Scrambling over a wall or up a pergola, attracting birds, or adding color and fragrance vines can be an important part of an American cottage garden. Vines not only add color but also can be used to create atmosphere and cover up eyesores. Most vines are fast growing and can quickly climb over vertical surface so that everything behind it is hidden. Likewise, they can be used to hide utility areas, children’s’ play equipment, or the neighbors yard. Most of all, vines can add a feeling of nostalgia to the garden and that is probably its most significant contribution.

Here are six native woody vines that will make a beautiful addition to a cottage garden.

American Wisteria (Wisteria frutescens)
This is not the wisteria most frequently seen consuming whole houses. It is far more well behaved and is native to from Maryland to Florida and west to Texas and Arkansas. The racemes of lilac-purple flowers are shorter than those of its rambunctious Asian cousins, but they appear in spring and continue to throughout the summer. The vines grow up to 40’ long and can quickly cover a pergola with abundant attractive foliage.

Light: Full sun
Soil: Average, well-drained
Hardiness: Zones 6-9

Carolina Jasmine (Gelsemium sempervirens)
Growing to 20 feet, this evergreen vine blooms in April and May with delicately fragrant 5-lobed trumpet shaped yellow flowers. Not a true jasmine, this vine is native to the southeastern US and is the state flower of South Carolina.

Light: Full sun to part shade
Soil: Humus rich, moist, well-drained
Hardiness: Zones 7-11

Cross Vine (Bignonia capreolata)
So-named for the + seen in cross section of the stem, cross vine is a rampant grower reaching 30-40’. The flowers are orange-red usually with magenta blotches inside, and are borne in clusters of –5 blooms in April and May. Native from Maryland to Florida, west to Louisiana, Missouri, and Illinois.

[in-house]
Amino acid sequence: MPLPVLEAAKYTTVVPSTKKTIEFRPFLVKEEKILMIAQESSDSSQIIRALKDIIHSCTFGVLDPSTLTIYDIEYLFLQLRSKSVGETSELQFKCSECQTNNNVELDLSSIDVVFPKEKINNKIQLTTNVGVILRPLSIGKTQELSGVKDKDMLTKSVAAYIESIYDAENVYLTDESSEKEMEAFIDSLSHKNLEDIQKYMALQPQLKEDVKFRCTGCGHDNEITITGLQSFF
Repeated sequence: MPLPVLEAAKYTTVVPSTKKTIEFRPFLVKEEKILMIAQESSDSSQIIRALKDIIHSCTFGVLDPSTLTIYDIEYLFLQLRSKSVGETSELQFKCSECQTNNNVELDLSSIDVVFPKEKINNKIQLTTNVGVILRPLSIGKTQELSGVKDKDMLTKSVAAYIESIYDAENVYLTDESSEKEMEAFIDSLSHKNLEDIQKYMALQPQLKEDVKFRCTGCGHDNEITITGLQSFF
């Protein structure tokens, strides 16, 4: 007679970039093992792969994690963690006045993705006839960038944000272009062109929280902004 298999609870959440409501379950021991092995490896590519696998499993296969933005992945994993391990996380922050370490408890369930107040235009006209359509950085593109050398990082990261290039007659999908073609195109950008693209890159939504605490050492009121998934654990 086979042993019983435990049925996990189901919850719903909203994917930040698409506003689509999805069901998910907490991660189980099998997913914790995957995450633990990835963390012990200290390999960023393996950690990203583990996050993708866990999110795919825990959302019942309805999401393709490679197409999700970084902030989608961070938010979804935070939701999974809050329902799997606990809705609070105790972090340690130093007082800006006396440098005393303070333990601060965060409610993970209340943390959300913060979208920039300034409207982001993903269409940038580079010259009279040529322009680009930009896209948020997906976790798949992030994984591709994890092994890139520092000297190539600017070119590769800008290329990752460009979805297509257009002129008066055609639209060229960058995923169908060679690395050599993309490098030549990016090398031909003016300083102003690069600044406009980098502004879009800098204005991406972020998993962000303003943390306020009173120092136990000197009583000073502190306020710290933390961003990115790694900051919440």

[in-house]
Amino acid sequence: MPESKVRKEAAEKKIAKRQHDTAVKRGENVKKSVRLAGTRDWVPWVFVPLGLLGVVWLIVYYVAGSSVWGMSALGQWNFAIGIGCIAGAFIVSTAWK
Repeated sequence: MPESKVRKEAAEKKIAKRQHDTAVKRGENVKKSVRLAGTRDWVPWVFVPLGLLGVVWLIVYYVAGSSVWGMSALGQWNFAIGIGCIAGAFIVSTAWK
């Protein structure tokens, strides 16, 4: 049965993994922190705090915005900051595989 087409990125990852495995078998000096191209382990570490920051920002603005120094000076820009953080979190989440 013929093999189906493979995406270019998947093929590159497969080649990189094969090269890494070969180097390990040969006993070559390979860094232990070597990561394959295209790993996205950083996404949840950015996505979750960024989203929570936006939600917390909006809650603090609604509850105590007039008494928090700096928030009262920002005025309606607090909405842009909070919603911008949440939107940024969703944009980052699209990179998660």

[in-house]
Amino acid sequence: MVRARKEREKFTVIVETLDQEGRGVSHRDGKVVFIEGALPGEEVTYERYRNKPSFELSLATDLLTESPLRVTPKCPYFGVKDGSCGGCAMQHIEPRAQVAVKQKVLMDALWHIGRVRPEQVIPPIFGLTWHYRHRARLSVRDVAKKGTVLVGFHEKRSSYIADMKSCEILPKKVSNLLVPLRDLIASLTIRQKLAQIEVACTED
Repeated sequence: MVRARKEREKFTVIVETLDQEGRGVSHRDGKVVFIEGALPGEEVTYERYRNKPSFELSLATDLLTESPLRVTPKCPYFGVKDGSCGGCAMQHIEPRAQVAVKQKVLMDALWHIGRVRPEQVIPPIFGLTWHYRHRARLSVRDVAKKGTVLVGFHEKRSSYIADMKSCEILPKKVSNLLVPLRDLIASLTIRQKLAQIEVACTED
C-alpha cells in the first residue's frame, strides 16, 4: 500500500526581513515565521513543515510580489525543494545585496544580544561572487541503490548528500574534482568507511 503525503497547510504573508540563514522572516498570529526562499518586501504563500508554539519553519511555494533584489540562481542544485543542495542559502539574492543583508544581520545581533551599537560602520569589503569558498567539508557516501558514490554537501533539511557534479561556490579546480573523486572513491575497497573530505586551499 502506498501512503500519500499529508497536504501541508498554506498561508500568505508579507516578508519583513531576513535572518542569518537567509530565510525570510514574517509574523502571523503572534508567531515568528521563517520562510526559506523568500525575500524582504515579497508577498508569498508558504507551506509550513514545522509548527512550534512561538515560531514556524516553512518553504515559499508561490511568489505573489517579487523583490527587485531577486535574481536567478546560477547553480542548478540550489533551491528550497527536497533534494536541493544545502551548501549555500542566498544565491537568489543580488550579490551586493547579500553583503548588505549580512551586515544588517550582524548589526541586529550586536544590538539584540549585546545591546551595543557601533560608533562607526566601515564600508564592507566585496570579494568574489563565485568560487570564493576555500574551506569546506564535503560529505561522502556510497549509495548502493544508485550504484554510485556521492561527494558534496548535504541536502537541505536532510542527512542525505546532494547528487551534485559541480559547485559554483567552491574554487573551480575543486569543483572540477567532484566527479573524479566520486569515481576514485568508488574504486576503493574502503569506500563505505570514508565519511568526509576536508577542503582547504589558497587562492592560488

Light: Sun to partial shade
Soil: Average, moist
Hardiness: Zones 5-9

Coral Honey Suckle (Lonicera sempervirens)
Native from Massachusetts to Florida, west to Texas and Nebraska, this hardy twining vine is evergreen in its southern range. It grow 10-20 feet long and bears clusters of two inch long scentless tubular orange-red flowers in April and May. Do not confuse this native species with a similar Asian one that has become invasive along roadsides and elsewhere.

Light: Full sun to part shade
Soil: Rich, moist, well-drained
Hardiness: Zones 4-9

Virginia Bower (Clematis virginiana)
Most of our native vines bloom primarily in the spring but this one blooms from midsummer to fall with masses of small white flowers and are followed by attractive seed heads entwined with delicate gray curly threads. Native from Quibec to Georgia and west to Louisiana, Kansas, and Manitoba, this semi-evergreen clematis is a strong climber and grows to 18 feet.

Light: Full sun to light shade
Soil: Rich, moist, well-drained
Zones:  3-9

Trumpet Vine (Campsis radicans)
A native from Pennsylvania to Florida, west to Texas, trumpet vine is a rampet climber that can reach up to 40’ tall. It clings by means of aerial roots, a fact reflected by its specific name radicans. Trusses of three inch long orange-red funnel-shaped flowers open in July to September and are followed by pods 3-5 inches long. Hummingbirds love trumpet vine flowers.

Light: Full to part sun
Soil: Average, well-drained
Hardiness: Zones 5-11

Cottage gardens pointerAll of these vines are native to eastern US but many can be grown in other areas of the country. Most of the vines listed have been grown and bred to produce cultivars that are more showy. Some cultivars are heirlooms but many are not so if you want to focus on heirlooms the safe thing to do is stick to the species. Information of the status of various cultivars is spotty and it is difficult to determine which ones have been grown for more than 50 years and which ones have not. Only those with at least 50 years in the trade are actually heirlooms.

By Karen